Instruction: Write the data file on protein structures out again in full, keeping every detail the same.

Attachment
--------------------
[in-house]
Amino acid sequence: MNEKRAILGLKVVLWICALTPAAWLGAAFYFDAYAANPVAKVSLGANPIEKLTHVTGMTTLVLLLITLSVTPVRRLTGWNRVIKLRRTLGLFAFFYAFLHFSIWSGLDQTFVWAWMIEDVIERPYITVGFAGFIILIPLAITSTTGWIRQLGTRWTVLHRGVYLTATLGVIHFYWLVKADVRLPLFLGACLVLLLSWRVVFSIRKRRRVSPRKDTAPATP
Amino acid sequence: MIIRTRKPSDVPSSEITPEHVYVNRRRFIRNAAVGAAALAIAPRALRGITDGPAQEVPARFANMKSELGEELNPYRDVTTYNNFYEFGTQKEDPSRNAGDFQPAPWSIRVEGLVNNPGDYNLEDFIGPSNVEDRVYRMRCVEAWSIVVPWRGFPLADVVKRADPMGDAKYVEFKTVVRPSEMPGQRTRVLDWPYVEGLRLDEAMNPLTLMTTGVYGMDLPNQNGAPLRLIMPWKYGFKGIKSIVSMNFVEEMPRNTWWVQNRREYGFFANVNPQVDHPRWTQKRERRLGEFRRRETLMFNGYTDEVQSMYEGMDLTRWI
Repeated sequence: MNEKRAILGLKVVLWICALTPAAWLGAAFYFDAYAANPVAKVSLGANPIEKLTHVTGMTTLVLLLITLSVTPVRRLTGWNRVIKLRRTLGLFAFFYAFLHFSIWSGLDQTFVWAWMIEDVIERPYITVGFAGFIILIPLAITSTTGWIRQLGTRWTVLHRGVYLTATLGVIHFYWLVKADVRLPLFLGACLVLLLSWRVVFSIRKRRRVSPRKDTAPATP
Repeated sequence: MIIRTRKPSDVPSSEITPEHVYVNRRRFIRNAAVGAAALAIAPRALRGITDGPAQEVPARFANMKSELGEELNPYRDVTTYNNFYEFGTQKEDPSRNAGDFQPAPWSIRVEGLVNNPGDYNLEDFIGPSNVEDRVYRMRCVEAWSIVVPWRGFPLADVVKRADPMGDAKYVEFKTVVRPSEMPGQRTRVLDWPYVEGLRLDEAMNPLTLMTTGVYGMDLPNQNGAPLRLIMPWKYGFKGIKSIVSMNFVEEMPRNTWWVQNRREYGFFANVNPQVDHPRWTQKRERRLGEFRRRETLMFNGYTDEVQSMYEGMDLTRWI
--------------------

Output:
[in-house]
Amino acid sequence: MNEKRAILGLKVVLWICALTPAAWLGAAFYFDAYAANPVAKVSLGANPIEKLTHVTGMTTLVLLLITLSVTPVRRLTGWNRVIKLRRTLGLFAFFYAFLHFSIWSGLDQTFVWAWMIEDVIERPYITVGFAGFIILIPLAITSTTGWIRQLGTRWTVLHRGVYLTATLGVIHFYWLVKADVRLPLFLGACLVLLLSWRVVFSIRKRRRVSPRKDTAPATP
Amino acid sequence: MIIRTRKPSDVPSSEITPEHVYVNRRRFIRNAAVGAAALAIAPRALRGITDGPAQEVPARFANMKSELGEELNPYRDVTTYNNFYEFGTQKEDPSRNAGDFQPAPWSIRVEGLVNNPGDYNLEDFIGPSNVEDRVYRMRCVEAWSIVVPWRGFPLADVVKRADPMGDAKYVEFKTVVRPSEMPGQRTRVLDWPYVEGLRLDEAMNPLTLMTTGVYGMDLPNQNGAPLRLIMPWKYGFKGIKSIVSMNFVEEMPRNTWWVQNRREYGFFANVNPQVDHPRWTQKRERRLGEFRRRETLMFNGYTDEVQSMYEGMDLTRWI
Repeated sequence: MNEKRAILGLKVVLWICALTPAAWLGAAFYFDAYAANPVAKVSLGANPIEKLTHVTGMTTLVLLLITLSVTPVRRLTGWNRVIKLRRTLGLFAFFYAFLHFSIWSGLDQTFVWAWMIEDVIERPYITVGFAGFIILIPLAITSTTGWIRQLGTRWTVLHRGVYLTATLGVIHFYWLVKADVRLPLFLGACLVLLLSWRVVFSIRKRRRVSPRKDTAPATP
Repeated sequence: MIIRTRKPSDVPSSEITPEHVYVNRRRFIRNAAVGAAALAIAPRALRGITDGPAQEVPARFANMKSELGEELNPYRDVTTYNNFYEFGTQKEDPSRNAGDFQPAPWSIRVEGLVNNPGDYNLEDFIGPSNVEDRVYRMRCVEAWSIVVPWRGFPLADVVKRADPMGDAKYVEFKTVVRPSEMPGQRTRVLDWPYVEGLRLDEAMNPLTLMTTGVYGMDLPNQNGAPLRLIMPWKYGFKGIKSIVSMNFVEEMPRNTWWVQNRREYGFFANVNPQVDHPRWTQKRERRLGEFRRRETLMFNGYTDEVQSMYEGMDLTRWI